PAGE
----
Line 6 Spider amps don’t have the greatest reputation among guitarists, but that hasn’t stopped them from being some of the most popular entry-level amps on the market for many years.
Now that Line 6 has released the Spider V series to replace the Spider IV amps, I wanted to put together a quick comparison review between them while I have both models on-hand.
According to the description at Amazon, the Spider IV amps have been out since 2009.
That’s a long time to go without an update so it makes sense for Line 6 to release a newer model.
Common sense would lead one to believe that a newer version would be clearly superior to its predecessor, but I’m not so certain about that.
Last month I posted a review of the Spider V 30 amp. Needless to say I wasn’t very impressed with it at all. The 8-inch speaker sounds weak and most of the included amp sims sound too digital and noisy compared to newer amp sim plugins for computers.
It turns out there’s a pretty good reason for that. I did some digging and discovered that the Spider V amps use the same simulations as the POD X3, which was discontinued over 5 years ago in favor of Line 6’s better-sounding HD gear, so that explains why the amp sims sound so outdated on the Spider V. Too bad they didn’t include their HD sims instead; it would’ve made the Spider V amps sound much better.
Line 6 claims they updated the modeling engine on the Spider V amps but I’m just not hearing it.
The Spider IV amps are based on Line 6’s older sims as well, so there’s not a big difference between the overall sounds, but the Spider V amps have a lot more simulations and effects available—and they offer way more tone tweaking options.
While the amp sims themselves sound somewhat similar between the two generations, the overall output sound is vastly different. The Spider IV amps sound way bigger and more amp like.
The Spider IV amps, from the 30 watt model up, have a 12″ Celestion speaker. The Spider V 30 on the other hand only has an 8″ speaker, a considerable downgrade. The V 60 has a 10″ speaker and the higher up models have 12″ speakers, so it might be a completely different story with them. But when comparing the V 30 with the 12″ speaker on the Spider IV it’s a huge difference.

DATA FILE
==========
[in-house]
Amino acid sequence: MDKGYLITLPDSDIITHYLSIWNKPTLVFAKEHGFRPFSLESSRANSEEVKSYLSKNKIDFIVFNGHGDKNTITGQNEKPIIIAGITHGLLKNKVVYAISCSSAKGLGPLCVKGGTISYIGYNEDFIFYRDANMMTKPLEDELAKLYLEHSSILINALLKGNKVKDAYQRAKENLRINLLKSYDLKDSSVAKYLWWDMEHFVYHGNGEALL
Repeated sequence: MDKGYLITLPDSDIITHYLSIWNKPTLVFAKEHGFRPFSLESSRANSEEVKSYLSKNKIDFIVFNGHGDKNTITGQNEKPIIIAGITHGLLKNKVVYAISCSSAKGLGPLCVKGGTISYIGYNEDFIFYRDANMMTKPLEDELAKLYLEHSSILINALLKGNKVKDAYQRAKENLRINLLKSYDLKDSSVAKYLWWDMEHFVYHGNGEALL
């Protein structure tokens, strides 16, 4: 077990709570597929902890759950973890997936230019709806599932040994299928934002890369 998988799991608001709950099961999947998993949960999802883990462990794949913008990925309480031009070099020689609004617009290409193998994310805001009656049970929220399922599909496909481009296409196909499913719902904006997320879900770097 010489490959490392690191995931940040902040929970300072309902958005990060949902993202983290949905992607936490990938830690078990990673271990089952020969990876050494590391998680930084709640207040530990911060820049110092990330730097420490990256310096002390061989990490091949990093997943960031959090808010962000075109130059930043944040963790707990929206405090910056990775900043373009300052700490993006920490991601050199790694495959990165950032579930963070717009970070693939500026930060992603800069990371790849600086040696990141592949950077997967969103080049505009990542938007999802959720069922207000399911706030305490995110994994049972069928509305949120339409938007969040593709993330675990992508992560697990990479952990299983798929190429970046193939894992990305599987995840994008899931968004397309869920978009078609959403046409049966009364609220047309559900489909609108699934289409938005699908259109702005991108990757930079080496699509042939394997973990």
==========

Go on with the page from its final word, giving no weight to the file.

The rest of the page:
The Spider V amps have “full-range” speakers, which also include a tweeter for high frequencies. But the low frequencies suffer greatly. There’s basically no bass whatsoever. The speakers are very mid-rangy and lack any kind of power (at least that’s how it is on the 8″ model).
The Spider V amps have a big advantage with the Spider remote editor app to fully customize the signal chain using a smartphone or tablet. It’s a lot more tedious adjusting parameters on the Spider IV amps, and there’s not nearly as many amps or effects.
The Spider V amps also double as an audio interface so they make it easy to record directly into your computer via USB, no mic needed. They also add some new features like built-in drum loops and a metronome.
The new Spider V amps definitely have some notable advantages over the Spider IV amps, but for me the downgraded speaker is a huge problem. Since I’d rather use better-sounding amp sims for recording anyway, I’m going to stick with the Spider IV for practicing because it sounds better and more amp-like than the Spider V 30.
See my Spider V 30 review for more details and some sound examples.
Spider V Advantages
Includes 78 amps and 101 effects; the Spider IV amps only have 16 amps and 20 effects.
There’s a USB connection to connect to Android and iOS devices to tweak amp and effect settings, create presets, and control the amp.
Spider V amps can connect to computers via USB to record playback directly in a DAW.
The V 60 and up support wirelessly connecting a guitar using a Line 6 G10T relay.
XLR output on V 120 and V 240 models.
Comes with Cubase LE to record and edit music.
The volume knob is much more consistent; the volume knob on the Spider IV goes from quiet to insanely loud with a turn of about 2 mm (it scares the shit out me on a regular basis).
Spider IV Advantages
The 12″ Celestion speaker and partially open back make the amp sound bigger and more resonant—open strings ring out more and palm mutes have more chug.
There are hardware buttons on the front of the amp to quickly switch between presets (they removed them from the Spider V for some annoying reason).
Over twice as many presets, and way more user preset slots (64 vs only 4 on the V series), and the presets sound better to my ears than the ones on the Spider V.
Faster and easier to navigate presets from the amp.
The knobs are classier and have a better feel.
Power button conveniently located on the front instead of the center back.